We are reminded that music in our church meetings is "for worship, not performance."

The information under "Congregational Singing" has been expanded to add, among other things, "Congregational singing has a unique and often underused power for unifying members as they worship together."

The information under "Special Musical Selections" has been reduced.

In our Sacrament meetings, we are encouraged to not only use "hymns that are already known and loved," but to also "become acquainted with new or less familiar hymns." We are also told that, "No music should be played during the sacrament prayer, while the sacrament is being passed, or as a postlude after the sacrament is passed."

Under "Choirs" much information has changed. One new additions is, "Ward members may participate voluntarily in the choir, or the bishopric may invite or call them to participate." It also outlines variations for branches and large wards, and how long to hold practice.

A section on using music in the classroom has also been added.

Stake Music

The Stake Music Chairman's responsibilities for providing music have been changed to, "Arrange for music and musicians for stake conference sessions and other stake meetings and events as requested." References to Priesthood meetings have been removed.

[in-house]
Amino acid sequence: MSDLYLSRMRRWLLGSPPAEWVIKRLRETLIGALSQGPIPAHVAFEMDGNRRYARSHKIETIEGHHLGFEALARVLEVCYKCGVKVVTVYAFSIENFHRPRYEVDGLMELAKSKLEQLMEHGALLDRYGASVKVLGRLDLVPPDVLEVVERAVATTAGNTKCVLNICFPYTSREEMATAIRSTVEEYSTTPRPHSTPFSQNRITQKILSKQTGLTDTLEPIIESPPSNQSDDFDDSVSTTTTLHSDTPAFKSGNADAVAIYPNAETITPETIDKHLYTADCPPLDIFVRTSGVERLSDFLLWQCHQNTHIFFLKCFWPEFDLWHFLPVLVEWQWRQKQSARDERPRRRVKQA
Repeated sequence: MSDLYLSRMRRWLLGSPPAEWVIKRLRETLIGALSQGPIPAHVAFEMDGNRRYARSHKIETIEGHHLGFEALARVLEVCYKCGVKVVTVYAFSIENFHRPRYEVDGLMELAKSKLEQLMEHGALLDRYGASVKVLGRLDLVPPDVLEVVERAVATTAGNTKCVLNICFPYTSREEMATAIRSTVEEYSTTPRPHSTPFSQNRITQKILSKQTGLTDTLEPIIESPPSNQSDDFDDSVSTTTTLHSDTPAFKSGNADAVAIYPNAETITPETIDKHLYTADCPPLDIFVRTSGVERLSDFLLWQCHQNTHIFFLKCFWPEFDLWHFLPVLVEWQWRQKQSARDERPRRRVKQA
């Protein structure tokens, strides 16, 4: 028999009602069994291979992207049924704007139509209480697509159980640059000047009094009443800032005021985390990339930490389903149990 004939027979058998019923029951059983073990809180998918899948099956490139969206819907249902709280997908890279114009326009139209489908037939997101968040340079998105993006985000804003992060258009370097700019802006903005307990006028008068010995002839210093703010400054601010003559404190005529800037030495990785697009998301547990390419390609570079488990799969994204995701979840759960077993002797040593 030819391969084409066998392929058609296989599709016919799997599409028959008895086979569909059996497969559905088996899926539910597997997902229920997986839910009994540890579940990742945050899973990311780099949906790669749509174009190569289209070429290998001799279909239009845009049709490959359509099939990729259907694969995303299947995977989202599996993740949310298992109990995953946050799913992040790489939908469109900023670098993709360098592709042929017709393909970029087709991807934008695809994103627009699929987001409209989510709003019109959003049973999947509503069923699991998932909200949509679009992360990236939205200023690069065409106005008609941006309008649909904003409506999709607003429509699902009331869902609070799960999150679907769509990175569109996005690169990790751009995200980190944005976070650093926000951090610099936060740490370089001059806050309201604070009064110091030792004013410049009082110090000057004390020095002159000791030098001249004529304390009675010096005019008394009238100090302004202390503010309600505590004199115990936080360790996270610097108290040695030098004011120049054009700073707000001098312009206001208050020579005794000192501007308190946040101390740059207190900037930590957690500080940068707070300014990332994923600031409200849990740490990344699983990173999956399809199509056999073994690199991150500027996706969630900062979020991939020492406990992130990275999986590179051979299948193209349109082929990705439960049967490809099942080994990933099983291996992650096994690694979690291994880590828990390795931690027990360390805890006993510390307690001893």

Specific mention of calling an optional stake organist has been added.

Under "Music for Stake Conference," we learn that music "should be planned with the purpose of strengthening faith and testimony."

Something new that is mentioned is that standing choirs "should not use references to the Church such as 'LDS,' 'Latter-day Saint,' or 'Mormon' in their names," as they are not authorized to be sponsored by the Church.

Additional Music Policies and Guidelines

A section on cultural and recreational music in the chapels in included, outlining what is and is not appropriate.

Something that was buried in the previous manual that I'm hoping to incorporate in my current stake is now easier to find: "Music that is purchased with budget funds is usually kept in the meetinghouse library and belongs to all units that share the library." Each ward should not have its own collection of choir music. All choir and other music should be kept in the library and be available to all units in that building.

Information on music for funerals and baptismal services has been moved out of this section of the handbook. While the funeral information did not change, the baptismal information has, somewhat.

My Impressions

The largest change in this revision was organizational. Things are much easier to find and read now. Before, I had to read a number of sections to glean bits of information about my calling, and the callings I am a resource for (I'm currently serving as the Stake Music Chairman). Now, things are much easier to find and are organized in a more succinct and effective way. You can request a free manual at a distribution center or online at store.lds.org. Click on Serving in the Church --> Specialists and Committees, then scroll down to Music and click on "Music Handbook." The current picture looks like the old one, so you might want to wait a bit or email the Customer Service representatives at "help @ store . lds . org" before ordering.

Sunday, November 7, 2010

I'm done!

Women at the Well was amazing. I finally have my nights back to myself and my family. I'm hoping to dedicate more of my time to the blog, now. Thanks for hanging in there!